The forearm is a highly visible body part and one that we use for so many different tasks. But despite its importance, the forearm is an area that most lifters neglect, for one reason or another.
This is where forearm wraps can come in real handy.
A forearm wrap is most commonly applied to each limb by people who train with kettlebells and who want to prevent their wrists from bruising.
But anyone who works out and wants extra protection for their vulnerable forearm bones can get a lot of mileage out of a forearm compression wrap.
Related posts: forearm splint brace │forearm taping
How can forearm wraps help you?
While forearm wraps aren’t a cure for bad form, it’s nice to have an extra layer of cushion and protection between your lower arms and a great big kettlebell.
Prevents forearm bruising
Kettlebell training is fun. But the resulting wrist damage isn’t. And it’s not like a bruise here or there will inflict significant harm. However, when these minor injuries start to add up, you might find that at some point, even just holding a kettlebell in your hands is too painful.
Therefore, if you’ve experienced bruising from your workouts, investing in a simple forearm wrap sooner rather than later is one of the best preventative measures that you can take against further wrist damage.
Promotes faster muscle recovery
While a quality forearm compression wrap can prevent your arms from getting knocked and bruised, the same wrap can also speed up your recovery via its primary purpose: compression.
This is because when you slightly compress a muscle, you naturally promote better blood flow to damaged connective tissue. Now you know why compression is part of the Rest, Ice, Compression, Elevation (RICE) recovery protocol that’s commonly used to heal sporting injuries.
Just don’t wrap these devices too tight. Otherwise, your forearm will feel like it’s suffocating. A little goes a long way when it comes to muscle compression.
Increases muscle growth
On the other hand, you might actually want to use forearm wraps to compress your forearm significantly. This is called occlusion training, and it’s a proven alternative to lifting heavy weights. By lifting just a small percentage of your 1RM (30% is typical) for high reps and with external compression, you can see comparable muscle growth to regular hypertrophy training.
Of course, you should remove your forearm compression wrap once you’ve finished that particular exercise. But don’t remove these wraps between sets of the same exercise if you want to maximize the pump.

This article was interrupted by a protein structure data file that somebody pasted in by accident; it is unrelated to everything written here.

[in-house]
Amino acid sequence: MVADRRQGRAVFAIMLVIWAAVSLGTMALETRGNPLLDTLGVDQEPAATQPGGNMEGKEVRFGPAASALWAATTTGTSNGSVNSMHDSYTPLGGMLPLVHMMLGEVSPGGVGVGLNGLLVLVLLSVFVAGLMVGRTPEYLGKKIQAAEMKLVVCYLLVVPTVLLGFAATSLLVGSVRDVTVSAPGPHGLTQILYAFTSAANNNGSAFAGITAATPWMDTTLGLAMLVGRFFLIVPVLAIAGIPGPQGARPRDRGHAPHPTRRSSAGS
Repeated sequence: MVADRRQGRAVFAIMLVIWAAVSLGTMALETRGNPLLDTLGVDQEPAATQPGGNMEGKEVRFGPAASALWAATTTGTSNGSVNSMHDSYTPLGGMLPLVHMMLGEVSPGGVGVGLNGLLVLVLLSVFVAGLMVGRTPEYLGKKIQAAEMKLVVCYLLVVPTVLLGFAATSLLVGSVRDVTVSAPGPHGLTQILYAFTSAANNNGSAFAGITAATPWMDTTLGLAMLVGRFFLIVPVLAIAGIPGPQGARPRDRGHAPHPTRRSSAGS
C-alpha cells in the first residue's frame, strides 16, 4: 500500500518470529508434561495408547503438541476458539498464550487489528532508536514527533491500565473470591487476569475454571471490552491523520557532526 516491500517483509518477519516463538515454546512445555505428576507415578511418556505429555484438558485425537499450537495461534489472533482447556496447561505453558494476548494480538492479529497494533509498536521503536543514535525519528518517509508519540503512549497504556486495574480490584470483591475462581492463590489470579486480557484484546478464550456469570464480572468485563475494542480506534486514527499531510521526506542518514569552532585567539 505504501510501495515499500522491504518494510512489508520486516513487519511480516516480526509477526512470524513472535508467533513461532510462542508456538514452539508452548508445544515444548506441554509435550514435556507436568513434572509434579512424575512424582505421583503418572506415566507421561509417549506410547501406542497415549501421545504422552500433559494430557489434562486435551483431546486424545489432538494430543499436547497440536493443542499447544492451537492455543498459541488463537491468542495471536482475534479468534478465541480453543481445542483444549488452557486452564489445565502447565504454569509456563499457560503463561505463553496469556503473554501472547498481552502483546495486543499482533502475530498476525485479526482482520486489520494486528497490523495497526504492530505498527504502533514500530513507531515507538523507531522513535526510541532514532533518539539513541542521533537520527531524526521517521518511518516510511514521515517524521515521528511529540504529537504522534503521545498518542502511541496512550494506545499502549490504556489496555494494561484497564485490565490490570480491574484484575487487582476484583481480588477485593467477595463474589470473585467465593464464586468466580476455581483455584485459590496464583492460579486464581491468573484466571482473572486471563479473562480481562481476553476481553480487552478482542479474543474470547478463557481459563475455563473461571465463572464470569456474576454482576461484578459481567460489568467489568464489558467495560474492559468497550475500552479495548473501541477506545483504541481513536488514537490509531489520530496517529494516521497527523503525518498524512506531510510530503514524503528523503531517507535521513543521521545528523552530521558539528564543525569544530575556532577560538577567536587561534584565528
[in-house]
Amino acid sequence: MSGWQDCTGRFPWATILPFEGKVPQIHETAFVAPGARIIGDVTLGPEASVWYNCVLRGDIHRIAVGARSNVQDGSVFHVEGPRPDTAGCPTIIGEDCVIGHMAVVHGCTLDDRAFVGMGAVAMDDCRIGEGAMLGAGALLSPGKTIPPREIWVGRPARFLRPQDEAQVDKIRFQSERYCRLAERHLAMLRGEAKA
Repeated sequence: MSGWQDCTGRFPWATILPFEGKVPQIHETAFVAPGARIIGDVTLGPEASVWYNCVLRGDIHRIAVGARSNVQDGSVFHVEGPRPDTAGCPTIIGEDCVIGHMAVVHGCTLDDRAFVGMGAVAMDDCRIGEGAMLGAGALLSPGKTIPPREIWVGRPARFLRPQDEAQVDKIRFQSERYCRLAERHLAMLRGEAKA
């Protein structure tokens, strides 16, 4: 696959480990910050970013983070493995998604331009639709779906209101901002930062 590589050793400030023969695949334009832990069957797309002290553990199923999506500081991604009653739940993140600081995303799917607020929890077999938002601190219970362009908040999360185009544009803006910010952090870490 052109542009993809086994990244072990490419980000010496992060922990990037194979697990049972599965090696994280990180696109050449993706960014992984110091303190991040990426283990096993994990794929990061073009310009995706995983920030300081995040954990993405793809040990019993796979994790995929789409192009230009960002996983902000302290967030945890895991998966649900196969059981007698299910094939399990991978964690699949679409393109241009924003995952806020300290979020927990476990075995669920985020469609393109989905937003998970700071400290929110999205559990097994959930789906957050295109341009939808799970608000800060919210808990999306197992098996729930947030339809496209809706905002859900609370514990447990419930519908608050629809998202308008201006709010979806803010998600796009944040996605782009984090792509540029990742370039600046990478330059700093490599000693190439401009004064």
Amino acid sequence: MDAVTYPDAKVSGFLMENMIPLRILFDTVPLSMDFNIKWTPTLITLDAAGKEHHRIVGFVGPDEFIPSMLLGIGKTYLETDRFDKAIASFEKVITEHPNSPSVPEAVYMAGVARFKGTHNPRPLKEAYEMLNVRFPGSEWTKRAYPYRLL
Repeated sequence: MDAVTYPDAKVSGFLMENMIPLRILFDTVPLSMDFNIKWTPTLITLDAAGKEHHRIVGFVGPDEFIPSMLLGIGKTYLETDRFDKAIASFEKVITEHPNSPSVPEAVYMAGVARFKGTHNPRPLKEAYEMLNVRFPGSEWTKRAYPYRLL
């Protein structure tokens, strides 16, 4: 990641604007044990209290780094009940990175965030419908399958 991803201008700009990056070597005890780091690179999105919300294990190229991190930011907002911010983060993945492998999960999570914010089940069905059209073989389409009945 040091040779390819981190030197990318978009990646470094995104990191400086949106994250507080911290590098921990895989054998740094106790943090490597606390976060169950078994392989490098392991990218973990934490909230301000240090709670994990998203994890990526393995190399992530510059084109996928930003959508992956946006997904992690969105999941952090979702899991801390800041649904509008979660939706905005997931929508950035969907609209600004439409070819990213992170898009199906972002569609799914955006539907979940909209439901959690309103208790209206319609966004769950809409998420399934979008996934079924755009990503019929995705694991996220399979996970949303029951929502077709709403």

See also: 4 Arm Strong
What to look for in a forearm wrap
While there aren’t many forearm wrap products on the market, some are still better than others.  Here’s what to look for to ensure that you don’t accidentally buy a flimsy wrap.
Anyone would break down if they were getting whacked by a kettlebell every session. However, something made out of thick neoprene like a forearm wrap should be able to cope with rigorous training.
Sometimes your eyes are the best judge. If the wraps look flimsy, then they probably are. But, if they look hard–wearing and sturdy, then you’ve probably found a quality wrap.
Not everyone has the same lower arm size. As such, you want to pick a forearm wrap with different sizing options or one that’s a one-size-fits-all device, but which has plenty of adjustability built in.
After all, the last thing you want is your forearm wrap to fly off in the middle of a workout. And likewise, you don’t want it to be too tight. Otherwise, your forearms might get too pumped.
Admittedly, protection is hard to judge without actually wearing the product yourself. And since I’m not quite bold enough to spend my money on every single forearm wrap, I recommend reading the customer reviews to see what your fellow lifters are saying.
Do they offer good wrist protection?  Or did the wraps feel flimsy from the start?
A couple of bad reviews here and there don’t mean that that particular piece of lifting gear is terrible. However, if the negative comments begin to stack up, then you might want to look into alternatives.
Read more: compression sleeve for forearm pain
The verdict on forearm wraps: Useful or not?
Small injuries here and there are just part of the lifting game—especially when it comes to kettlebell training. But you don’t need to make your kettlebell friendship abusive by suffering in silence.
Instead, if you feel wrist pain, then equip yourself with some quality forearm wraps so that you can get on with the lifting that you love and stop being sidelined by wrist and lower arm discomfort.
- Garg, R., Adamson, G. J., Dawson, P. A., Shankwiler, J. A., & Pink, M. M. (2010). A prospective randomized study comparing a forearm strap brace versus a wrist splint for the treatment of lateral epicondylitis. Journal of Shoulder and Elbow Surgery, 19(4), 508–512. https://doi.org/10.1016/j.jse.2009.12.015
- Ramazanoglu, N. (2012). Effectiveness of protective foot and forearm guards in Taekwondo. Archives of Budo, 8, 207–211. https://doi.org/10.12659/aob.883524